Milton: Mosca will always be the face of Hamilton

Fundraiser in honour of  Angelo Mosca, Ti-Cat great who has been diagnosed with Alzhiemers

People who were around at the time – and there were a lot of them at Carmen’s Wednesday night – say that Angelo Mosca became the symbol of Hamilton when the city was in its absolute prime.

And as Mosca is honoured with two major events this week, it is in a Hamilton clearly on the rebound.

The iconic athlete, a hall-of-famer in professional wrestling and professional football, arrived in Hamilton from the University of Wyoming in the summer of 1958 when the mills were at full capacity, downtown was thriving and the future looked even brighter than the present.

The Tiger-Cats had been formed only eight years earlier, and the team had already won two Grey Cups when Mosca got to town. It only got better once he arrived.

An Italian-American in a Canadian city with a heavy Italian flavour, Mosca fit in right away. He was loud, physical and truly outrageous, on and off the field, and by late 1963 he had provided a team and its city – both already successful and prosperous and rooted in diligent labour – an immediately recognizable identity.

He and fellow lineman John Barrow were the lightning rods of the dynastic Cats teams of the 1950s and ’60s, but after Mosca’s controversial tackle on the B.C. Lions’ Willie Fleming in the 1963 Grey Cup game, his face became the face of Hamilton football, and it still is.

TV and newspaper commercials played on his toughness and anger and, of all the famous and infamous people ever connected to this city, Mosca is the one whose image is most intertwined with Hamilton’s, especially to outsiders.

But inside the city, Mosca’s successes and those of the Ticats not only made it OK to be from an industrial city often lost in the shadow of the nation’s economic capital, they made it a badge of honour.

In that era, the Canadian Football League was as important to sports fans as the National Hockey League, and the best team in the league – boasting the most feared player in the league – was here. Civic Stadium, which became Ivor Wynne Stadium, was bare bones, spare, intimate and intimidating, and even the most gentle Hamiltonians took pride in its no-frills, smash-mouth reputation.

Factually, what Mosca did was play an integral role in establishing the only dynasty in Tiger-Cats history, compete in a record nine Grey Cups, and make the Canadian Football Hall of Fame.

Metaphorically, he defined and crystallized a civic character that, while an often unfair stereotype, helped carry the city and team through some very tough times to come.

Although born American and living mostly outside the city proper in his 58 years since coming north, Mosca is still more Hamilton than smokestacks, and than many who actually grew up here.

He already had a thriving pro wrestling career, based on his football reputation, when he retired from the gridiron immediately after the 1972 Grey Cup victory at Ivor Wynne. Although wrestling took him around the world several months a year, he always came back to Hamilton and was fully engaged here.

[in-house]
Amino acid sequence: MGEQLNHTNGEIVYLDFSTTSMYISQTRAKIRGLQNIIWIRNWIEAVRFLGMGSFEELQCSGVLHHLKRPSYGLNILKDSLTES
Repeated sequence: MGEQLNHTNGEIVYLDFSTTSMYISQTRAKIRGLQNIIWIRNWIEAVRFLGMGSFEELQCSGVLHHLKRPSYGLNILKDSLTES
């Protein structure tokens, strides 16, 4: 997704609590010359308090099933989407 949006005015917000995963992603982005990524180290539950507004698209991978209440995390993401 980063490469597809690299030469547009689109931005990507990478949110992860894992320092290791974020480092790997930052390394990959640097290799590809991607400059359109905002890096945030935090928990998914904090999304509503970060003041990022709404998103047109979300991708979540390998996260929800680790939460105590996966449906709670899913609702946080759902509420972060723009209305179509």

Mosca spoke at banquets, often for free if the beneficiaries were kids programs, and always got to know the new Ticat players. He spoke up for the league, but publicly rapped the CFL’s knuckles when he thought it wasn’t handling things well, which it often wasn’t. The CFL, the Cats and the city had given a young man who’d always felt homeless a home, and he believed it was a debt he could never fully repay.

When Mosca finally retired from wrestling, two decades after he quit football, his third career – Being Angelo Mosca – kicked into another gear. As Bob Young rescued the Ticats from bankruptcy in 2004, he recognized Mosca’s value to the city, brought him into the fold as a team ambassador, and Mosca has never felt closer to the organization than he does today.

When Mosca, then 74, got into a cane-swinging battle with old football foe Joe Kapp during Grey Cup week in Vancouver four years ago, it solidified his image and legacy, and gave the public right across North America a new look at an older idol.

Mosca was diagnosed in February with Alzheimer’s disease and Wednesday night’s Still Mosca event at Carmen’s, organized by his grateful colleagues in the CFL Alumni association, raised funds to help battle the disease.

True to Mosca’s motif, the evening was full of deprecation and the humour and camaraderie of a locker-room, Mosca’s favourite place. Like Mosca, it was irreverent, funny and from the heart. Host Mike Bullard even made fun of Alzheimer’s itself and Hamiltonian Brian Williams narrated his brilliant, funny video feature on Mosca and Kapp.

Thursday night Young’s Ticats will retire his No. 68 jersey, which will sit forever on a flagpole in the southeast corner of Tim Hortons Field 65 yards across the turf from the No. 10 worn by the late Bernie Faloney, his close friend and quarterback and the best man at Mosca’s wedding. They are the only two numbers ever retired by the Tiger-Cats.